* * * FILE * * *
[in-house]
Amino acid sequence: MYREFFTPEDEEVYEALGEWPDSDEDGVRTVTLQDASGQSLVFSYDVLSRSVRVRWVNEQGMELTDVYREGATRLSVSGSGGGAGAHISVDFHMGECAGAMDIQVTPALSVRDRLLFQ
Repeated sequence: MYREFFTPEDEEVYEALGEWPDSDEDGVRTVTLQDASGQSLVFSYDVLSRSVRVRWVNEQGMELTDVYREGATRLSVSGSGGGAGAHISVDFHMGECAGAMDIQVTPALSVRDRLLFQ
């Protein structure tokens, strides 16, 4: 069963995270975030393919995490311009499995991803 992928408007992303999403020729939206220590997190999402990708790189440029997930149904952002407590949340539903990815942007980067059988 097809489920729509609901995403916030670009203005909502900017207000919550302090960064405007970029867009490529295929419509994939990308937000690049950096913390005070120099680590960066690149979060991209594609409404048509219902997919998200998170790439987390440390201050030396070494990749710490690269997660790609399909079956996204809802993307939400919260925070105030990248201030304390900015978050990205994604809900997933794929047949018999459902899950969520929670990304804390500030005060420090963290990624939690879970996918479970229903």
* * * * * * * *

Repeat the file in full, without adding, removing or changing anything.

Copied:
[in-house]
Amino acid sequence: MYREFFTPEDEEVYEALGEWPDSDEDGVRTVTLQDASGQSLVFSYDVLSRSVRVRWVNEQGMELTDVYREGATRLSVSGSGGGAGAHISVDFHMGECAGAMDIQVTPALSVRDRLLFQ
Repeated sequence: MYREFFTPEDEEVYEALGEWPDSDEDGVRTVTLQDASGQSLVFSYDVLSRSVRVRWVNEQGMELTDVYREGATRLSVSGSGGGAGAHISVDFHMGECAGAMDIQVTPALSVRDRLLFQ
């Protein structure tokens, strides 16, 4: 069963995270975030393919995490311009499995991803 992928408007992303999403020729939206220590997190999402990708790189440029997930149904952002407590949340539903990815942007980067059988 097809489920729509609901995403916030670009203005909502900017207000919550302090960064405007970029867009490529295929419509994939990308937000690049950096913390005070120099680590960066690149979060991209594609409404048509219902997919998200998170790439987390440390201050030396070494990749710490690269997660790609399909079956996204809802993307939400919260925070105030990248201030304390900015978050990205994604809900997933794929047949018999459902899950969520929670990304804390500030005060420090963290990624939690879970996918479970229903």